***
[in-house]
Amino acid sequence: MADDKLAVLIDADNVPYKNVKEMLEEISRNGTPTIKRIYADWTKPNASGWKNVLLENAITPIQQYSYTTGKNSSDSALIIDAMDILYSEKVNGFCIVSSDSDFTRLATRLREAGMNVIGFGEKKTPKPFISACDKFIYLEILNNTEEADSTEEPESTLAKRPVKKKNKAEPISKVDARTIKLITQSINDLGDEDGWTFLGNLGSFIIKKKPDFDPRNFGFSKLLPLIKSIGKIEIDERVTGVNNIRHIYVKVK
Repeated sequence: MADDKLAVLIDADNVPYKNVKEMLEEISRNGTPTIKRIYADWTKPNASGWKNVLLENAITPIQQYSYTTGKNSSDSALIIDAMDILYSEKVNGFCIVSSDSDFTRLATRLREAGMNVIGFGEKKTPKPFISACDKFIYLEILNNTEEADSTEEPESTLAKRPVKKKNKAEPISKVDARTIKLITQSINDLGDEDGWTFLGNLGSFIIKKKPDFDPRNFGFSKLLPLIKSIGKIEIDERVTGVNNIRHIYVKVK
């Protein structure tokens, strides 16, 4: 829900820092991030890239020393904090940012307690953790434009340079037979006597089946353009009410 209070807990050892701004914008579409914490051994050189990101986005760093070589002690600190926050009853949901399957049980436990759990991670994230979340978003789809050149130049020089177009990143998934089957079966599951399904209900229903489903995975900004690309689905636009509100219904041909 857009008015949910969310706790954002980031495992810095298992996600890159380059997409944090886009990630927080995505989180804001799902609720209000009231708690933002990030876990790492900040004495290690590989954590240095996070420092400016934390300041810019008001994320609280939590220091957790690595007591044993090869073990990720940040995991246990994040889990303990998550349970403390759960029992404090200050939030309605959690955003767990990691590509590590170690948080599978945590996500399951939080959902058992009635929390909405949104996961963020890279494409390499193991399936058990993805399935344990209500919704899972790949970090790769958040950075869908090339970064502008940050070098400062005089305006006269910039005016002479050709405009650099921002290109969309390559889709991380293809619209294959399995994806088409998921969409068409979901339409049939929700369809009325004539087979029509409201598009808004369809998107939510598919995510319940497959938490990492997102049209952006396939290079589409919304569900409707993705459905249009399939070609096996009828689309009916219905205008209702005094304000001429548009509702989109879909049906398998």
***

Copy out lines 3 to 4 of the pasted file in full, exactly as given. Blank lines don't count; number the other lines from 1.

Repeated sequence: MADDKLAVLIDADNVPYKNVKEMLEEISRNGTPTIKRIYADWTKPNASGWKNVLLENAITPIQQYSYTTGKNSSDSALIIDAMDILYSEKVNGFCIVSSDSDFTRLATRLREAGMNVIGFGEKKTPKPFISACDKFIYLEILNNTEEADSTEEPESTLAKRPVKKKNKAEPISKVDARTIKLITQSINDLGDEDGWTFLGNLGSFIIKKKPDFDPRNFGFSKLLPLIKSIGKIEIDERVTGVNNIRHIYVKVK
């Protein structure tokens, strides 16, 4: 829900820092991030890239020393904090940012307690953790434009340079037979006597089946353009009410 209070807990050892701004914008579409914490051994050189990101986005760093070589002690600190926050009853949901399957049980436990759990991670994230979340978003789809050149130049020089177009990143998934089957079966599951399904209900229903489903995975900004690309689905636009509100219904041909 857009008015949910969310706790954002980031495992810095298992996600890159380059997409944090886009990630927080995505989180804001799902609720209000009231708690933002990030876990790492900040004495290690590989954590240095996070420092400016934390300041810019008001994320609280939590220091957790690595007591044993090869073990990720940040995991246990994040889990303990998550349970403390759960029992404090200050939030309605959690955003767990990691590509590590170690948080599978945590996500399951939080959902058992009635929390909405949104996961963020890279494409390499193991399936058990993805399935344990209500919704899972790949970090790769958040950075869908090339970064502008940050070098400062005089305006006269910039005016002479050709405009650099921002290109969309390559889709991380293809619209294959399995994806088409998921969409068409979901339409049939929700369809009325004539087979029509409201598009808004369809998107939510598919995510319940497959938490990492997102049209952006396939290079589409919304569900409707993705459905249009399939070609096996009828689309009916219905205008209702005094304000001429548009509702989109879909049906398998």